In many ways, Elizabeth and I seem like opposites—she’s very athletic, while the only way I’d be ziplining in Guatemala is if there were a gun to my head! She grew up on a farm while I’m a city kid through and through. But what drew us together is that each of us has a longstanding commitment to improving our writing and telling our stories. We also are fierce mamas. She is mom to 11-year-old Antonio and Crystel, and I am mom to Mike and Greg, who are in their early 20s.

Although our blog topics often vary widely, our commitment to writing is the same. We energize each other. I know Elizabeth is counting on me and I know she won’t let me down either. Together, we’re better. We also both like self-publishing—the empowerment of it and the connections we make. Each week, one of us sends our thoughts and observations out to the world and we connect with all of you. That, too, is very powerful.

Why do I write what I write? Elizabeth answers . . .

At the PORTA Hotel Antigua in Guatemala, I’m sitting next to my eleven-year old daughter who visited with her birthmother a few hours ago. My eleven-year old son is nearby, watching the Teen Beach movie in Spanish and English on the television. He also visited with his birthmother today. My partner Jody is working out in the hotel’s gym.

The focus of my writing is integrating my story with my children’s. I’m a birth mother and an adoptive mother.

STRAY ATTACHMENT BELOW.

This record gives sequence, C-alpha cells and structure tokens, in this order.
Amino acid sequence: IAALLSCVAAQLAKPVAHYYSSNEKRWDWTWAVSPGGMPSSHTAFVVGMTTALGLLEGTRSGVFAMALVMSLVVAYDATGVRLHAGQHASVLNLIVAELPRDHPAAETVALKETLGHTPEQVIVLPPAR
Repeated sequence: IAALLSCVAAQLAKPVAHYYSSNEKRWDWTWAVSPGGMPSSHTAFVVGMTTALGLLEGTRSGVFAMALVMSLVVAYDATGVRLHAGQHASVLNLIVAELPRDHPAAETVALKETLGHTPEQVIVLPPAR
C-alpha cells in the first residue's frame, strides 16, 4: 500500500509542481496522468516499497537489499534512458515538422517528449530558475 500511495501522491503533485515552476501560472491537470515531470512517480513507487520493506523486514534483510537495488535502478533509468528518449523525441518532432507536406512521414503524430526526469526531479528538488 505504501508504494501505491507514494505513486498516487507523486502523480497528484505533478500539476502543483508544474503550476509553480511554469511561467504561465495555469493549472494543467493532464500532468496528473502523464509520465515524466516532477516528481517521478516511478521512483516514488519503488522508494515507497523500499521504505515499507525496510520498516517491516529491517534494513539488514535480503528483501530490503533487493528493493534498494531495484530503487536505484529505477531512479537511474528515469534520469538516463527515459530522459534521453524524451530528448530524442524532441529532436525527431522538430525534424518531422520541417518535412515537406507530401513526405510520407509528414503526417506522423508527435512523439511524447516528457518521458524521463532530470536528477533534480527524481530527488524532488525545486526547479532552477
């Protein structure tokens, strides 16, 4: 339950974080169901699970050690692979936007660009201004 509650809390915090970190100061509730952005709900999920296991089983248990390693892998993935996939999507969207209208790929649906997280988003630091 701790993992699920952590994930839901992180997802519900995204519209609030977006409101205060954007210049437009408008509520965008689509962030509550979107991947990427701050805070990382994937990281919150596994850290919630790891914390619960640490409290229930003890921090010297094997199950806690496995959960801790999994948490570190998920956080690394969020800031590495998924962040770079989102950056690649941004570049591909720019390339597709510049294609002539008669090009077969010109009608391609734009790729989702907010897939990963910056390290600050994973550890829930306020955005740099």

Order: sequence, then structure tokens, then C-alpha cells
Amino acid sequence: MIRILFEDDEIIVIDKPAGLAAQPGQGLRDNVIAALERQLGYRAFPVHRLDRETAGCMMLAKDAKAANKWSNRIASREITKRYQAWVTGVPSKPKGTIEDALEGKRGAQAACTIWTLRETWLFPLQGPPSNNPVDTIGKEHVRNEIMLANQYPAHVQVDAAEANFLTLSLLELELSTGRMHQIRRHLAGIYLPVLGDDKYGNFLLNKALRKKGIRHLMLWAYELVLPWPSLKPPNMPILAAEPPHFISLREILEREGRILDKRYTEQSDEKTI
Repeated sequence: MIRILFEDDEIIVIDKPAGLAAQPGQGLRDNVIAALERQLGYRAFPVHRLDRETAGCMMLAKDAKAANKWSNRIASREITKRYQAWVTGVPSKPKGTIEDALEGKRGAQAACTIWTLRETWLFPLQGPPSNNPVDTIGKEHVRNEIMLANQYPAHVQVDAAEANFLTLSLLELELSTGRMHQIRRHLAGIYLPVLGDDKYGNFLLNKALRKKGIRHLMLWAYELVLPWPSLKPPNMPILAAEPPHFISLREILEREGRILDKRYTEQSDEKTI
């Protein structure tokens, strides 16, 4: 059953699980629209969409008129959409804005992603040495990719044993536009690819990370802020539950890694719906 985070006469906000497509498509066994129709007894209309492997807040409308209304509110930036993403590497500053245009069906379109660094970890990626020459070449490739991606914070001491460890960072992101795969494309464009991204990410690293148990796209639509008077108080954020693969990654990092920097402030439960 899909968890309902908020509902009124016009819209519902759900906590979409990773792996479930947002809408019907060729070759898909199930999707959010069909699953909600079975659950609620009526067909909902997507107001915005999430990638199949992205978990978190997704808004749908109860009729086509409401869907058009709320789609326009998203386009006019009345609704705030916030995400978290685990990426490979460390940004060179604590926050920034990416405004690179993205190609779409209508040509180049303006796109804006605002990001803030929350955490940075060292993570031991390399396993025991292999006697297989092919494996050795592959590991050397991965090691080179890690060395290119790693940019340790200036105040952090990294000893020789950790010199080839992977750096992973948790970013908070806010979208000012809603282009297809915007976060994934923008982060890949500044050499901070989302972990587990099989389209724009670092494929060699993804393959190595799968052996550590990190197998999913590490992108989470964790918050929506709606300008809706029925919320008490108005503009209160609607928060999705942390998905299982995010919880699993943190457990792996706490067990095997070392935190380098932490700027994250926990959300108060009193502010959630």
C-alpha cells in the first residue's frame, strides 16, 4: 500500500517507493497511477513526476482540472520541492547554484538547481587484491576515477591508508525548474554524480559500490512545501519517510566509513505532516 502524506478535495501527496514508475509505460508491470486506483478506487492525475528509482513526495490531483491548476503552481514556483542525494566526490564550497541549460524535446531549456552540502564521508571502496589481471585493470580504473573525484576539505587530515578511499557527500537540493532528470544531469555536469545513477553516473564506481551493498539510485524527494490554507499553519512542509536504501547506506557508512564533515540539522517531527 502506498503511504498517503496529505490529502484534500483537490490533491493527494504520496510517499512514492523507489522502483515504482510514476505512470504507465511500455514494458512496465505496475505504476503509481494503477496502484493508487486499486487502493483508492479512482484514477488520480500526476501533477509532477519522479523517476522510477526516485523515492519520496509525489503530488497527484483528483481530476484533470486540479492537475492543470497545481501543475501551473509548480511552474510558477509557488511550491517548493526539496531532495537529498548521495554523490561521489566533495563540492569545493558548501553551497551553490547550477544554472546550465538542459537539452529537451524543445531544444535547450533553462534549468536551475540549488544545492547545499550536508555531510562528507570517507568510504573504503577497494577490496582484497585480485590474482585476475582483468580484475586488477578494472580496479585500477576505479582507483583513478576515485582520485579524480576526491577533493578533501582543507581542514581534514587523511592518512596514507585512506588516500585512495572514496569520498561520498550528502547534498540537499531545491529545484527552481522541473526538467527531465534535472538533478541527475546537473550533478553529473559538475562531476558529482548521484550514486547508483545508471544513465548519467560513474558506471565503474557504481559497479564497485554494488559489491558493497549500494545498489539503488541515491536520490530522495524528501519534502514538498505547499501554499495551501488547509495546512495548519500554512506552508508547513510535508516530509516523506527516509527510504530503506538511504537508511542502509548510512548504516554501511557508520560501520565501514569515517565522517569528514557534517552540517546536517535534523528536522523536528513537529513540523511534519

As I hugged Rosa (Antonio’s birthmom) and Mayra (Crystel’s birthmom) goodbye today, I thought about how they must feel giving up a baby for adoption, visiting with their child, saying goodbye again with only the promise that we’ll return in two years. I, too, gave up a son in adoption. I know how it feels to not have a living part always with you—like having a phantom limb. But I’m also the adoptive mom standing on a cobblestone street with their child, while they are climbing slowly into a van to take them back to their casa.

During the next nine days, I will explore and study the heritage of my children, who are indigenous Mayans—an opportunity made possible because I received a 2014-2015 Jerome Travel and Study Grant. The information gained will be used to improve my memoir manuscript, HOUSE OF FIRE. It will help me finish the last chapter that brings bring the narrative full circle—from the trauma of my childhood sexual abuse and being forced to give away the son I conceived as a result of the abuse, to the healing and joy of my created family, and finally, to the redemption of returning with the children to Guatemala and figuratively handing them back to their birthmothers, their birth country, and their countrypeople – allowing me and the other birthmoms to experience love and forgiveness.

Elizabeth working on her book in Guatemala

Elizabeth working on her book in Guatemala